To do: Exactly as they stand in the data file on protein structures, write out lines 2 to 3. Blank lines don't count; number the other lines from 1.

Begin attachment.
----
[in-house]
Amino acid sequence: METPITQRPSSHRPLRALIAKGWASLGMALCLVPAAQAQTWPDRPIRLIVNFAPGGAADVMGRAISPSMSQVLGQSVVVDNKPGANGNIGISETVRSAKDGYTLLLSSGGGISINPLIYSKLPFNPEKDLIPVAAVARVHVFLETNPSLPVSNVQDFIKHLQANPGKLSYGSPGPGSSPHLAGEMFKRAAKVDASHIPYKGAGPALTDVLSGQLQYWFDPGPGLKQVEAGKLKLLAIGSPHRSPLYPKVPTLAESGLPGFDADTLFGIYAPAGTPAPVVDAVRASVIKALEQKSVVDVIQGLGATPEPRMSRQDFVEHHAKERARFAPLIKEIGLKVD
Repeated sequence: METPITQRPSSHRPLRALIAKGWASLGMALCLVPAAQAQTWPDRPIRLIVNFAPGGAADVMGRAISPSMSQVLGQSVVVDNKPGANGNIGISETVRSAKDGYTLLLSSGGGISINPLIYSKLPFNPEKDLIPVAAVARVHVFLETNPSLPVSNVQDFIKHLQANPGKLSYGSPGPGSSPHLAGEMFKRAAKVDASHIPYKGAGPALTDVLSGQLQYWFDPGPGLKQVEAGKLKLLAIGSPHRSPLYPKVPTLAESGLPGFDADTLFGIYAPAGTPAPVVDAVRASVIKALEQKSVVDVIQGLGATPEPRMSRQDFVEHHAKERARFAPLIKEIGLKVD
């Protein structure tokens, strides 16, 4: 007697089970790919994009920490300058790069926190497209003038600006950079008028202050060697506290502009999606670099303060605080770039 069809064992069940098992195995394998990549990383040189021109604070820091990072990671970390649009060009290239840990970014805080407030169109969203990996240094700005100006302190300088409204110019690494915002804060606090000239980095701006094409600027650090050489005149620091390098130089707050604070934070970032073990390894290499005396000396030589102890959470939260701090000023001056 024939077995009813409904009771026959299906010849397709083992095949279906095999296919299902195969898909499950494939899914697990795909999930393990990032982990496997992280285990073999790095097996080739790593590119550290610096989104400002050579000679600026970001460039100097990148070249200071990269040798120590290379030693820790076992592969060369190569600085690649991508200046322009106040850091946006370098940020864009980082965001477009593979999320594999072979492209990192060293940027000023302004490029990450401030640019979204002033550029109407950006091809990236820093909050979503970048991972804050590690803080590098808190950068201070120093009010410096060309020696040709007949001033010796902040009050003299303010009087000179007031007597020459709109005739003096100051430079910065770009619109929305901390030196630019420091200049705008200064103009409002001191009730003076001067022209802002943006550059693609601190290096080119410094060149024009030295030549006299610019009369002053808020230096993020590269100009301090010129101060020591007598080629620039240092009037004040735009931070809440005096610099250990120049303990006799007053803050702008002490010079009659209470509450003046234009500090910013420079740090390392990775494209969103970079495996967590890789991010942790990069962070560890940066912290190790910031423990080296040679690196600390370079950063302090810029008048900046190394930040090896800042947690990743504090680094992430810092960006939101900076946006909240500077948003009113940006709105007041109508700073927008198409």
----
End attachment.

Amino acid sequence: METPITQRPSSHRPLRALIAKGWASLGMALCLVPAAQAQTWPDRPIRLIVNFAPGGAADVMGRAISPSMSQVLGQSVVVDNKPGANGNIGISETVRSAKDGYTLLLSSGGGISINPLIYSKLPFNPEKDLIPVAAVARVHVFLETNPSLPVSNVQDFIKHLQANPGKLSYGSPGPGSSPHLAGEMFKRAAKVDASHIPYKGAGPALTDVLSGQLQYWFDPGPGLKQVEAGKLKLLAIGSPHRSPLYPKVPTLAESGLPGFDADTLFGIYAPAGTPAPVVDAVRASVIKALEQKSVVDVIQGLGATPEPRMSRQDFVEHHAKERARFAPLIKEIGLKVD
Repeated sequence: METPITQRPSSHRPLRALIAKGWASLGMALCLVPAAQAQTWPDRPIRLIVNFAPGGAADVMGRAISPSMSQVLGQSVVVDNKPGANGNIGISETVRSAKDGYTLLLSSGGGISINPLIYSKLPFNPEKDLIPVAAVARVHVFLETNPSLPVSNVQDFIKHLQANPGKLSYGSPGPGSSPHLAGEMFKRAAKVDASHIPYKGAGPALTDVLSGQLQYWFDPGPGLKQVEAGKLKLLAIGSPHRSPLYPKVPTLAESGLPGFDADTLFGIYAPAGTPAPVVDAVRASVIKALEQKSVVDVIQGLGATPEPRMSRQDFVEHHAKERARFAPLIKEIGLKVD